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“Dessert” vs. “Desert”—Here’s How To Remember When To Use Which

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“Dessert” and “desert” sound similar but have two very different meanings. We’ll teach you to always use the correct one.

How To Spell Dessert
“Dessert” and “desert” sound similar, but they have different definitions.
  • Dessert is a sweet treat or dish usually served at the end of a meal.
  • Desert can be used as a noun that refers to “dry and barren land,” while the verb means “to abandon someone or something is a disloyal way.”

An online search for “desserts near me” and “deserts near me” would lead you to two very different destinations. One would lead you to sweet treats and the other to dry, arid land. We’ll teach you an easy way to remember how to use these words correctly.

How Do You Spell “Dessert”?

When referring to the sweet dish you eat after a meal, like ice cream or apple pie, the word you want is spelled d-e-s-s-e-r-t and pronounced /dɪˈzɜːrt/.

Here are a few examples of sentences with the word dessert:

Richard complained that he ate too much, but then ate chocolate cake for dessert either way.
Lauren and Sam can only eat their desserts if they eat all their vegetables first.
The family took a trip to town to have ice cream for dessert.

How Do You Spell “Desert”?

When you’re writing about the dry land that receives minimal rainfall and has sparse life and vegetation, the word you want is spelled: d-e-s-e-r-t and pronounced /ˈdezərt/.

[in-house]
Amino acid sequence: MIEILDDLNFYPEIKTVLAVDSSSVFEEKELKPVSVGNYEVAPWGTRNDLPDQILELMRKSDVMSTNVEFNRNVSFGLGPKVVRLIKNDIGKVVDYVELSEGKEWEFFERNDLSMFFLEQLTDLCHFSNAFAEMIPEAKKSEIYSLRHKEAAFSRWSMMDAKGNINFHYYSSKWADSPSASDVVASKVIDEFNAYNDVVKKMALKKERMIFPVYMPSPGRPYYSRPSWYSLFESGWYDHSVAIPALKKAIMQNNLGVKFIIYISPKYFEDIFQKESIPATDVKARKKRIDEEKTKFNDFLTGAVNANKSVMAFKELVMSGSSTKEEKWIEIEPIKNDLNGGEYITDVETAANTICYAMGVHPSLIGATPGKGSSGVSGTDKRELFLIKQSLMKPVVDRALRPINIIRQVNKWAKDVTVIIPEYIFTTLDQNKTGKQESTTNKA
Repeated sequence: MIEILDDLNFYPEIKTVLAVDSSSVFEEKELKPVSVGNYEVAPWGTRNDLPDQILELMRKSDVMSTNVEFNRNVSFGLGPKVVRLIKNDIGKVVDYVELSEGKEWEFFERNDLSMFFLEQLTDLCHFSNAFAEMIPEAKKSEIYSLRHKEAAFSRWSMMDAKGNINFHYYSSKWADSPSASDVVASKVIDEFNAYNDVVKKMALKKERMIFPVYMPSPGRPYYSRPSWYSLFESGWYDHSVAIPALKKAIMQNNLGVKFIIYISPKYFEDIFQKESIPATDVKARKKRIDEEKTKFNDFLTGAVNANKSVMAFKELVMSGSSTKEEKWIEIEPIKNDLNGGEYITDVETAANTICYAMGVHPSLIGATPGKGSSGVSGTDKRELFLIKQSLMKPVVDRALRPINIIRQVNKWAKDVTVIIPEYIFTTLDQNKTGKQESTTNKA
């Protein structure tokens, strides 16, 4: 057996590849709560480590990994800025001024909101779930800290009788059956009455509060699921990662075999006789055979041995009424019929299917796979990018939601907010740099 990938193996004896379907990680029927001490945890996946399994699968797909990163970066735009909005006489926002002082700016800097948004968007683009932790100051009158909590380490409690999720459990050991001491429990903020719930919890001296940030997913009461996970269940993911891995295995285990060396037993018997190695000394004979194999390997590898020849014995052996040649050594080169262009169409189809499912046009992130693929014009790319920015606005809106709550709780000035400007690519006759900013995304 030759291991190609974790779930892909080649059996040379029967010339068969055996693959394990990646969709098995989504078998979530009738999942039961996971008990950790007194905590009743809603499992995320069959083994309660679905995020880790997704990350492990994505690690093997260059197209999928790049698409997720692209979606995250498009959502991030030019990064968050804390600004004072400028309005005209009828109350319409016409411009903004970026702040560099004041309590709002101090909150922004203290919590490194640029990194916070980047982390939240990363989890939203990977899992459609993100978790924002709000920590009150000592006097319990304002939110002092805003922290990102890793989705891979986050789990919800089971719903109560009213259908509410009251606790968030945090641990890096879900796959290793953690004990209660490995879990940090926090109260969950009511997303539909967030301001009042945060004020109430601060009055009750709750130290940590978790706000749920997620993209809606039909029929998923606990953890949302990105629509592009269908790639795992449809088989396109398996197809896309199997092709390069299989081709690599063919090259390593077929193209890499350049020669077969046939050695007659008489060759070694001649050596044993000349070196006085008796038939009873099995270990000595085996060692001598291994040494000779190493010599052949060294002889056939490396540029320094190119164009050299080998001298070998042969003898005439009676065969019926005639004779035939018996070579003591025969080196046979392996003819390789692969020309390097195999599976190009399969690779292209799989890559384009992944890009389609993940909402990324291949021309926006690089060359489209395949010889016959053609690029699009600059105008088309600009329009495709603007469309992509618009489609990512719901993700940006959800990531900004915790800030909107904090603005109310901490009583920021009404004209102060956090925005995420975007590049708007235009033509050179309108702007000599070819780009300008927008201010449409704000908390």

This version of the word is a noun. Here’s an example sentence:

On our honeymoon in Abu Dhabi, we rented ATVs and took a ride in the desert.

The adjective form of this word has a similar meaning: “uninhabited and desolate.”

While out on the jet skis, we were told not to disembark on the desert island.

However, this word can also be used as a verb, which means “to withdraw or abandon with no intention of returning.” Desert as a verb is also pronounced /dɪˈzɜːrt/.

In the military, we learn never to desert our fellow soldiers.

How To Remember When To Use “Dessert” or “Desert”

The tricky part about these two words is remembering if it’s supposed to have one “s” or two. It might help if you keep this sentence in mind:

Dessert has two s’s because you always want more.
Or, you can think of the two s’s in dessert to stand for sweet stuff.

One last trick to make sure you always use these words correctly? Use LanguageTool as your writing assistant. It’s easy to use and will correct spelling and grammar mistakes, provide synonyms, and suggest stylistic improvements. There’s nothing sweeter than that.

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